Strelau is applying his passion for extending humanity’s reach in space to development of advanced propulsion systems. He is researching laser-based ignition of rocket engines in space environments to develop better industry understanding of complex physics in vacuum conditions. His research has potential applications in both space travel and defense platforms, such as missiles, ramjets and scramjets.

    As a member of Purdue’s chapter of Students for the Exploration and Development of Space (SEDS), he was technical lead for the Liquid Rocket Project, which created the first student-built, fully cryogenic, liquid oxygen-liquid methane rocket engine. He is involved in STEM initiatives to teach K-12 students about space and has tutored students whose primary language is not English at Purdue’s Writing Lab. Strelau has also interned at Aerojet Rocketdyne.

The Top 20

Universities around the world nominate their top students who are working to solve challenges within the industry.

Now in its 8th year, the prestigious awards program received a total of 553 nominations from exceptional students worldwide earning university STEM degrees and awarded 160 of them as 20 Twenties winners.

A total of 136 different colleges and universities around the world have participated in the program since 2013 by nominating students on the basis of their academic performance, broader civic contribution, and the value of their research or design project.

Most importantly, the program brings together technology hiring managers, students, and faculty worldwide to recognize what’s needed for business and academic growth and success. The students begin building a network comprised of the technical experts who have built the industry, the universities gain visibility for high-quality education provided to the students, and hiring managers gain knowledge about the best of the best in the next generation of aerospace talent.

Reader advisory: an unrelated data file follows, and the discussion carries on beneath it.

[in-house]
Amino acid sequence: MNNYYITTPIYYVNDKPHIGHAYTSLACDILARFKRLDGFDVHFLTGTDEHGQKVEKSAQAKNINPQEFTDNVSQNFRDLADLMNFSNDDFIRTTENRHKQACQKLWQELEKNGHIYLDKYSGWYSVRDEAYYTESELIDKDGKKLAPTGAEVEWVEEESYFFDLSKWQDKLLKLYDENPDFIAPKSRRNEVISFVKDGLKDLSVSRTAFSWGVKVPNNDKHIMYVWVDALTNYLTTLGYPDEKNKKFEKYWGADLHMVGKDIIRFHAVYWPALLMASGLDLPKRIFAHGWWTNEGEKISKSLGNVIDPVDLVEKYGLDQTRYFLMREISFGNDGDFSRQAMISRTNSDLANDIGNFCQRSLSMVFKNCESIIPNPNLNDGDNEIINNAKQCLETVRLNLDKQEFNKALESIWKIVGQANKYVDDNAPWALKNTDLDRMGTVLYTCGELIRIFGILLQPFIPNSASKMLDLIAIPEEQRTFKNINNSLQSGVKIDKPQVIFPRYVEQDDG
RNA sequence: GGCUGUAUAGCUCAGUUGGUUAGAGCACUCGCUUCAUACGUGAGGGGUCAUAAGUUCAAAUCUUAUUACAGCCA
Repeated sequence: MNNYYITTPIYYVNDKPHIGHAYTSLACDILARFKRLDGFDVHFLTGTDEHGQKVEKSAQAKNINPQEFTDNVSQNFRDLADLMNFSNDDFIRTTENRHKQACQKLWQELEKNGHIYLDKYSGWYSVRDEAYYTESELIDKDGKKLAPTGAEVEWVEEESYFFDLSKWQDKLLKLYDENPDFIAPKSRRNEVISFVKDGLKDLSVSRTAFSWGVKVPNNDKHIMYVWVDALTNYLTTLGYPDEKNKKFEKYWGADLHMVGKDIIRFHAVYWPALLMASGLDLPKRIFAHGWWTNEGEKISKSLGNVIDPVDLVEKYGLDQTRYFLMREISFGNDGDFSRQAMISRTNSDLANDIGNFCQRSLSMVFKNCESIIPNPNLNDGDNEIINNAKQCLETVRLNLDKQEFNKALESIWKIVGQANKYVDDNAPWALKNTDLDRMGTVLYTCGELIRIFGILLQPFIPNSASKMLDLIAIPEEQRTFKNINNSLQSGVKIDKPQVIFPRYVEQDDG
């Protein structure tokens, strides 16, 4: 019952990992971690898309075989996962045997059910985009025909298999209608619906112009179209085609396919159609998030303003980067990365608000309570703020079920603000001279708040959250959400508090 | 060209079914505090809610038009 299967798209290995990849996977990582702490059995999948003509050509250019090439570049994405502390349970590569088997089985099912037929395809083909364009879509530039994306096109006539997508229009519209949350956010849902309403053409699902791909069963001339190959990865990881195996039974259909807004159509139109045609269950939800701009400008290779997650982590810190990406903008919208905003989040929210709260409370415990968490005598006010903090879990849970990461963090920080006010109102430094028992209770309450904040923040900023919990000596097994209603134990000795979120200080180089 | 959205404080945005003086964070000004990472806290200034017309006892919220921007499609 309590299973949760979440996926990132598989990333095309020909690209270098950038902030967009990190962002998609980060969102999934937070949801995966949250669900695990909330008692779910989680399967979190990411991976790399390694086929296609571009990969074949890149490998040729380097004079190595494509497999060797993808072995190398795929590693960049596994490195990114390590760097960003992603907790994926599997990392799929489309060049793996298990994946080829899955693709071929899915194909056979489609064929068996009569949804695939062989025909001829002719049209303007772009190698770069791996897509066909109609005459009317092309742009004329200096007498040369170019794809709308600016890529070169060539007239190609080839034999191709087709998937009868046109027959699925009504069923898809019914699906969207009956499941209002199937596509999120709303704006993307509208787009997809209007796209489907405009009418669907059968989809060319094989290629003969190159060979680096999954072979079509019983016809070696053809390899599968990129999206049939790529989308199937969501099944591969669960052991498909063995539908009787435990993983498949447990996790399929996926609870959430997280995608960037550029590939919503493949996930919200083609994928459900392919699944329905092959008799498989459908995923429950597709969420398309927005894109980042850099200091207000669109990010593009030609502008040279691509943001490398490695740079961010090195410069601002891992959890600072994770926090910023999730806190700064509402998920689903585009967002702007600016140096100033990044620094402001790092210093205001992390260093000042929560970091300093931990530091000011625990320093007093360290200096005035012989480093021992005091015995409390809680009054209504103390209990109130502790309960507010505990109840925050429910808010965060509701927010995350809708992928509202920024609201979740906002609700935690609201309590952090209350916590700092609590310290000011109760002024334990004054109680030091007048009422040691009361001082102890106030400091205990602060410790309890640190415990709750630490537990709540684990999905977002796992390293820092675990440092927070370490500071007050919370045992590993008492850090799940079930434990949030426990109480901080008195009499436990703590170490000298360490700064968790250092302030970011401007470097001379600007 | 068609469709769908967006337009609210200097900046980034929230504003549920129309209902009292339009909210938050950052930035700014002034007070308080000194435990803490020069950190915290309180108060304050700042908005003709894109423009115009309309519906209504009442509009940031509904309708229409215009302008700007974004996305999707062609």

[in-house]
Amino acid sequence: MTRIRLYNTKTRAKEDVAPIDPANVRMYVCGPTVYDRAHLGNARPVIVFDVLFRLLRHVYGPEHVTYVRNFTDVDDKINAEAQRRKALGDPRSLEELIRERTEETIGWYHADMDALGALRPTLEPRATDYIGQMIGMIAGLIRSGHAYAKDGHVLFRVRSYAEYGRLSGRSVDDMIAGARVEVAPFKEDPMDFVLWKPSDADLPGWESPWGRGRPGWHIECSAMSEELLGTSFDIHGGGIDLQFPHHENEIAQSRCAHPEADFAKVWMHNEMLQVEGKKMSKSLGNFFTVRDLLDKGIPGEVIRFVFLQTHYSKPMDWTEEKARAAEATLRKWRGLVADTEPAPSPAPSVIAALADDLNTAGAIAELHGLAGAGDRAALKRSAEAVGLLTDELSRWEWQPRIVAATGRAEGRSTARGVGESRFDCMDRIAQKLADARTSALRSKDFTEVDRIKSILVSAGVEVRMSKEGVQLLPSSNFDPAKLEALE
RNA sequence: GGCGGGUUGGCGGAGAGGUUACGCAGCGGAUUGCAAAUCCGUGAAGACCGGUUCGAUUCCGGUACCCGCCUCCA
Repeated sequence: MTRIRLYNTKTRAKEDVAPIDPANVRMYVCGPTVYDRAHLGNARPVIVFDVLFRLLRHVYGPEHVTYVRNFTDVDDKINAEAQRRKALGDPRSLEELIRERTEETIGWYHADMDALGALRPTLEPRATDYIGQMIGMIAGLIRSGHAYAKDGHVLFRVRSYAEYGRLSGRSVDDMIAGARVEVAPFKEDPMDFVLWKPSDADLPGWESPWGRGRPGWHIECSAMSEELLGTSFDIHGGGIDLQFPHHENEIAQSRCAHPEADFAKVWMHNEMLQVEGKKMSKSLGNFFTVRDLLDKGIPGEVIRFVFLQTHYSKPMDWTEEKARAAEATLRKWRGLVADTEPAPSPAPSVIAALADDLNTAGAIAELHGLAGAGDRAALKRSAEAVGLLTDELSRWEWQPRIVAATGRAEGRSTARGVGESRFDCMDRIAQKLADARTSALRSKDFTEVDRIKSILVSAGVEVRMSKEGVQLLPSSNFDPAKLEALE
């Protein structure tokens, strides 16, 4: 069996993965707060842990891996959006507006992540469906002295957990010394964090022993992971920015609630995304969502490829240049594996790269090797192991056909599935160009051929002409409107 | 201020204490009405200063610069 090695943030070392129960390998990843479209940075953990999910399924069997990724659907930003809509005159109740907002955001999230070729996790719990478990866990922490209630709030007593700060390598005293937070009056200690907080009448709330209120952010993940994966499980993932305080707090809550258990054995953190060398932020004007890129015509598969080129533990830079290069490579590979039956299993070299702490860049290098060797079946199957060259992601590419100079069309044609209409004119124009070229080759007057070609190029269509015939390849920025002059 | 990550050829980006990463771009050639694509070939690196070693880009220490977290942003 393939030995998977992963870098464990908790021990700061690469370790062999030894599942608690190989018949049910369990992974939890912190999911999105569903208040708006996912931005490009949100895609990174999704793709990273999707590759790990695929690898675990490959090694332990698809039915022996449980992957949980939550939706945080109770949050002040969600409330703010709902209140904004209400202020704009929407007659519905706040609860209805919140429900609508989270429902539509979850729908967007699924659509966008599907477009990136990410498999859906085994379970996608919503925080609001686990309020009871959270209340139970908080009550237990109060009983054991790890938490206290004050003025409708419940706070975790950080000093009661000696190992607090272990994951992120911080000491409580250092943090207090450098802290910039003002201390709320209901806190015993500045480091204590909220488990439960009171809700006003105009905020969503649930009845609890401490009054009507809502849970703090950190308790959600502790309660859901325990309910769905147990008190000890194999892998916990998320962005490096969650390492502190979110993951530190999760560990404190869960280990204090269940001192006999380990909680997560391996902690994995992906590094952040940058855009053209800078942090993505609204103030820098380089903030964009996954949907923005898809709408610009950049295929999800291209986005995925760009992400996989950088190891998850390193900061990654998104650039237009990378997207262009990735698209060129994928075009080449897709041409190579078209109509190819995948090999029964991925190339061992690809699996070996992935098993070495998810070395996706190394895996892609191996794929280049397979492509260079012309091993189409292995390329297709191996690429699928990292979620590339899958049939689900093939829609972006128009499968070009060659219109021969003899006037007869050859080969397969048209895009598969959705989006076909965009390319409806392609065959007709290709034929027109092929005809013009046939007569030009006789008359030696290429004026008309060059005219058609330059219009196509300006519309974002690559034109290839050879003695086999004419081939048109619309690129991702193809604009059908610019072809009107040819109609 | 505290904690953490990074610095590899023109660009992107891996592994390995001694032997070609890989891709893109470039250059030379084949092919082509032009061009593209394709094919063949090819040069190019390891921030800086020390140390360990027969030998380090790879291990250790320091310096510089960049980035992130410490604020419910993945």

The 2021 nomination program brought in a total of 61 total qualified nominations from 26 different universities representing five countries. Five new nominator schools participated in the program this year. 

The schools representing the 2020s class of 2021 include:

A focus on women in aerospace

In an industry still heavily dominated by men, the 2021 nomination pool was roughly an equal split with half of the nominees identifying as male (31), and half identifying as female (29).

According to Aviation Week Network’s editor Lindsay Bjerregaard, “Many of this year’s winners expressed passion for closing the gender gap in STEM and making education more accessible. Some have spent countless hours on outreach efforts to draw more women to aviation and aerospace. Others have focused on increasing racial and economic diversity within STEM, both through involvement in campus organizations and work in their communities.”

Nominations will open February 1, 2022

“One of the biggest problems in the sciences today is that we have a tendency to treat science as inaccessible to certain people. This not only shuts people out from the opportunity for support to pursue science, but also manifests into a culture conditioned to fear science as something that’s untrustworthy or incomprehensible.”

Valerie Bernstein

20 Twenties winner

Nominations will open February 1, 2022

Partner:

Premier Sponsor:

Premier Sponsor:

Sponsor:

Sponsor:

informa-markets-logo

Copyright © 2019. All Rights Reserved. Informa Markets, a trading division of Informa PLC.